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Microsoft “kills” Software Asset Management?

By David Foxen | April 19, 2016

Software giant Microsoft has announced that they are to retire 12 partner competencies over the next 18 months, including Software Asset Management. The move has caused something of a stir in the SAM world, with some commenting that Microsoft no longer cares about Software Asset Management and that it sees Cloud as the answer to all licensing ills.

The other key competencies that related to SAM or software licensing that are being retired includes:

  • Customer Relationship Management (CRM)
  • Original Equipment Manufacturer (OEM)
  • Software Asset Management (SAM)
  • Volume Licensing

SAM is dead, long live SAM

As a phrase, Software Asset Management has been used and abused more than many over the years. Ten years ago, ‘doing SAM’ meant having an inventory of the desktop estate. 

Today, we realize that Software Asset Management is about much more than compliance, as more organizations seek to optimize their software spend and availability. In this context, the retirement of a partner competency that is more aimed at compliance than optimization is not the big deal that some would make out. 

In fact, Microsoft even states on its Microsoft Partner Network site that:

Your engagements with the Microsoft SAM teams around the world, as well as the SAM incentives, will continue.”

Software Asset Management will always play a central role in the management of software assets, regardless of the license model or platform within which they are installed. As we will discuss later, moving to the Cloud does not mean that all of your software asset risks disappear, it just adds a new dimension and a new way in which SAM professionals manage their organizations assets. So, really, it’s business as usual. 

You should still expect to be asked to complete license reviews by Microsoft.  Perhaps even more than you did before.

When is SAM not SAM?

Maybe we should even be grateful to Microsoft for retiring its Software Asset Management competency for partners? After all, there is a good case to say that what Microsoft calls ‘SAM’ is a misnomer in the first place.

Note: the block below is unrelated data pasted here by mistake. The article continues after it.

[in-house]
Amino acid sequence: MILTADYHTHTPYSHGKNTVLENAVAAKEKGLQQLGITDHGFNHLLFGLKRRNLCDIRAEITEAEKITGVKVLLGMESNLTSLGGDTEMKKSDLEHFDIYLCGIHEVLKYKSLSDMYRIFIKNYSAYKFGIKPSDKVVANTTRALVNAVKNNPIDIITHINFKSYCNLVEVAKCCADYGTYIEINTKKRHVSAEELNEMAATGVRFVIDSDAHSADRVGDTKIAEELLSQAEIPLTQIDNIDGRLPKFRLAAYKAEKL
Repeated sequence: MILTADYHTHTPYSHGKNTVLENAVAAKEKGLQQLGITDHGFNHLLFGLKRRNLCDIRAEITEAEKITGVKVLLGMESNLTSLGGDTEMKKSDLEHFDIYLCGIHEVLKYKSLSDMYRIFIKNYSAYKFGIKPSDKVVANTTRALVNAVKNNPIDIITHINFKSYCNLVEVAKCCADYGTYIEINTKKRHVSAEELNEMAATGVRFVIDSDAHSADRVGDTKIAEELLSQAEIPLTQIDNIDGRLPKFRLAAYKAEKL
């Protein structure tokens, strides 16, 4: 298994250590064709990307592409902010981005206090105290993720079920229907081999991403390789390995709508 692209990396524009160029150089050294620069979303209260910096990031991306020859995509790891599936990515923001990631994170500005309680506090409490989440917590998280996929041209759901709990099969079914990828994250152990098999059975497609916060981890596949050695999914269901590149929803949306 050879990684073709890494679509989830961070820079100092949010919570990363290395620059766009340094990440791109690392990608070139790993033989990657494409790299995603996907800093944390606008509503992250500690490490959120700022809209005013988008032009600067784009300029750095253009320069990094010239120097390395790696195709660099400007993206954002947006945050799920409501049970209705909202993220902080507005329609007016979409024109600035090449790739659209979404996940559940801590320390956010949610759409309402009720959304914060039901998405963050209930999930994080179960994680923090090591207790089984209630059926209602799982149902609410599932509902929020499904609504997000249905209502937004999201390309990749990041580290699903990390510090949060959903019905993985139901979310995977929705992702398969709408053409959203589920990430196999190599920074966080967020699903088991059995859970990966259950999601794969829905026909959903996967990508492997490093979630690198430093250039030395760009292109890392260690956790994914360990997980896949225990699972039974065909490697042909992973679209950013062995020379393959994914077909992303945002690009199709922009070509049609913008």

Other vendors at least have the transparency to call a spade a spade when it comes to Audit and Compliance. And let’s make no mistake, Microsoft as a vendor has done very little to help its customers achieve successful Software Asset Management as we know it today. And why should it? Its priority is to ensure its customers pay for what they use.

Determining how much they should use is really the customers’ job. In fact, despite having an unparalleled breadth of products and solutions, Microsoft does not offer a SAM solution.

No more need for SAM with Cloud?

Many have been quick to point out that the retirement of certain partner competencies indicates Microsoft’s belief that ‘Cloud is the answer’.  In some ways, it is. The Cloud is flexible, it can be cheaper (note I said it ‘can’ be cheaper!), it’s available almost immediately and it removes some traditional tasks such as change management control.

But just because Cloud solves some (not all) of the challenges around software compliance, it is extremely easy for organizations to spend far too much by failing to optimize their Cloud software investments. So while there is a much-reduced need to manage compliance in a Cloud scenario, there is perhaps an even greater need for the optimization that comes as a result of effective Software Asset Management.  It’s the same coin, viewed from the other side.

The emergence of ‘Shadow IT’

Part of the reason we believe Software Asset Management is vital is because we are entering a time where every computer user wants to be their own IT manager; deciding what device(s) they want to use, what apps they want access to and what level of user rights they ‘need’.

The Cloud makes it easier than ever for computer users across the organization to cost the business money, paying for monthly software subscriptions on company credit cards, or creating local or department-specific agreements with software and services vendors. This again proves the business case for continued investment in Software Asset Management. 

Without effective SAM, the move to Cloud will end up costing organizations far more, as the lack of central control and visibility leads Shadow IT spending to outstrip conventional means.

Taking Software Asset Management back

As I said earlier, I believe there is an argument that says we should be grateful that Microsoft has retired the SAM competency from its partner program.  

Software Asset Management was arguably never something a software vendor would lead the way on. And to expect them to do so was probably folly. We should also remember that this news further epitomizes the fact that Software Asset Management is not vendor specific. SAM relates to all software vendors – not just Microsoft.

Having a vendor specific methodology of SAM may not be fit for purpose for other vendors, so making SAM vendor agnostic is the way forward. Now it is clear that Software Asset Management belongs to the end user and the SAM ecosystem that has evolved to support them. 

Specialist vendors like Snow, SAM service providers and consultancies who specialize in optimizing specific vendor licensing. Regardless of how much IT moves to the Cloud and how much remains on-premise, this is the ecosystem that drives Software Asset Management and optimization. Maybe the vendors are best off out of it?  

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